Doctorate of Philosophy
Faculty of Science, Department of Chemistry
Lee, George Patrick, The chemical properties and characterisation of photomorphic silver nanoparticles and their application as an antimicrobial agent, Doctorate of Philosophy thesis, Faculty of Science, Department of Chemistry, University of Wollongong, 2010. http://ro.uow.edu.au/theses/3265
Spherical seed silver nanoparticles (AgNPs) have been photo-irradiated in the presence of trisodium citrate (TSC) and 4, 4’-(phenylphosphinidene) bis (benzenesulfonic acid) dipotassium salt (BSPP) to produce flat prismatic nanoparticles. Significantly, these nanoparticles were demonstrated to be capable of reversibly transforming from prisms to discs when subjected to light or dark conditions. For instance, the particles truncate from prisms to discs when placed in the dark, and switch back to prisms when returned to the light. Particles transformed to disc-shapes are referred to as dark-transformed AgNPs while the particles that are driven back to prism shapes are referred to as light-transformed AgNPs. The observed synthesis parameters of the shape-shifting AgNPs were investigated and characterised to reveal the unique mechanisms associated with the autoxidation and autoreduction process occurring in the absence and presence of light, respectively. The BSPP-Ag+ complex was observed to be responsible for the prism to disc transition driving the AgNP oxidation during dark exposure. The process was hypothesised to be a complex equilibrium between the light driven reduction and competitive reverse oxidation paths resulting in tip corner erosion, forming truncated prisms. No free silver ions (Ag+) were detectable by ion selective electrode studies below 0.1μM during dark transformation. This suggested that the BSPP remained conjugated to the Ag+ after oxidation, remaining absorbed to the surface of the AgNP as the BSPP- Ag+ complex.
During synthesis, AgNPs were observed to transform from the initial wetsynthesised spheres to prisms, over a number of hours, by photodevelopment using a 575nm fluorescent bulb light source. Characterisation of the synthesis products revealed two important factors that influenced the ability of the photomorphic AgNPs to shape-shift. First, the photomorphic effect was noted to have a limited window of opportunity in terms of photodevelopment time, in that solutions of AgNPs that were photodeveloped for more than eleven hours notably lost the ability to transform. Secondly, the optimum photodevelopment time to provide the maximum rate and magnitude for the photomorphic transformation was four hours. The photomorphic light-dark cycling of the particles was achieved up to eleven times, under the reported synthesis conditions. However, upon subsequent cycling, the magnitude of photomorphic transitions was noted to decrease with each repeat cycle. From these experiments, it was determined that the chemical species responsible for the oxidation of the tip corners was BSPP. The exposure of BSPP to light resulted in its auto-oxidation to triphenylphosphine oxide (TPPO), which was unable to complex with Ag+. Thus, when the AgNPs were being photodeveloped to prisms, concentrations of BSPP were also being oxidised to TPPO. By the end of the photodevelopment window the majority of BSPP had been consumed, thereby inhibiting further photomorphic transformations. Importantly, when fresh BSPP was added to the light passivated solutions, the photomorphic effect was restored to the AgNPs.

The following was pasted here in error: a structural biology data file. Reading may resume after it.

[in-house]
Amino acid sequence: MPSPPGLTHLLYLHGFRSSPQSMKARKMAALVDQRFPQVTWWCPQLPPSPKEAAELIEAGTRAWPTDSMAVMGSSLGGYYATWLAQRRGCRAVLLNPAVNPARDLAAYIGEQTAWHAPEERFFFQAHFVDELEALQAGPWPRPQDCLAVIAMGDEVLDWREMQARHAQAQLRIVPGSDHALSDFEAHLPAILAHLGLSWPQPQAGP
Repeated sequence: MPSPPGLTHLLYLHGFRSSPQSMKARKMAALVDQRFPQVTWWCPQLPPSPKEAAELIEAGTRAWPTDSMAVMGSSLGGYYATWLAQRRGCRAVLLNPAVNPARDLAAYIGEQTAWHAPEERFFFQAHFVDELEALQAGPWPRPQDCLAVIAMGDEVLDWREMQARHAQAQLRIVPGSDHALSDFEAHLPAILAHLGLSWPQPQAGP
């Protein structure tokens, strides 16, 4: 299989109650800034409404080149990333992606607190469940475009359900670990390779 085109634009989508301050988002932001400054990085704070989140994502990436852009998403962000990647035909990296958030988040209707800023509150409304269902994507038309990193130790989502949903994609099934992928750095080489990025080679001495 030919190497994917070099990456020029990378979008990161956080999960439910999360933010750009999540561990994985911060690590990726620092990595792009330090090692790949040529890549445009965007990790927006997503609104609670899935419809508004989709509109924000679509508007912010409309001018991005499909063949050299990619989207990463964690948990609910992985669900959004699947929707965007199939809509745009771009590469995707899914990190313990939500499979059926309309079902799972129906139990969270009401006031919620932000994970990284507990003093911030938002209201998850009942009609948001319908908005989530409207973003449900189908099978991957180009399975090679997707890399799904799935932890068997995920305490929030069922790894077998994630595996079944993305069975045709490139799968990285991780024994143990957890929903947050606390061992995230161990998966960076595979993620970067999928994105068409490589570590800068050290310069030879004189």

Research into the photomorphic shape-shifting process demonstrated that the reverse transformation of discs to prism shapes followed a distinct shape transformation evolution. The particles transformed from discs to hexagons to hexagons of increasing aspect ratios and then finally to prisms. Given that these particles demonstrated a systematic and predictable shape development, a growth mechanism was proposed. The addition of Ag ions (Ag+) was hypothesised to add to the re-entrant grooves of the AgNPs. These grooves are common amongst particles synthesised in the presence of trisodium citrate. Essentially, these grooves are defect sites on the nanoparticle faces where the crystal lattices spontaneously facet into different planes to minimise surface energies. This results in concave faces. This concave shape is capable of providing enough stabilisation by higher coordination of neighbouring molecules to add Ag+, which is enough to overcome colligative repulsive forces. This shape transformation has never been directly reported in the literature and demonstrates that the characterisation of the shape-shifting AgNPs is capable of providing further insight into fundamental nanoparticle theory.
The ability of these AgNPs to controllably release or collect Ag+ in solution was exploited in an antimicrobial application. Ag+ and Ag complexes have been known for decades to have a strong antimicrobial activity against bacteria, especially in the treatment of burns. The dark-transformed particles were demonstrated to be three times more potent against bacteria in comparison to the light-transformed prism-shaped particles. This increased antimicrobial potency between the light and dark states was attributed to the complexed BSPP- Ag+ complex, which was released by the oxidation of the prism shaped AgNPs during transformation to discs. The bacteria responded to the presence of the AgNPs, Ag+ and Ag+-BSPP complex by blistering, blebbing, fissuring and withering.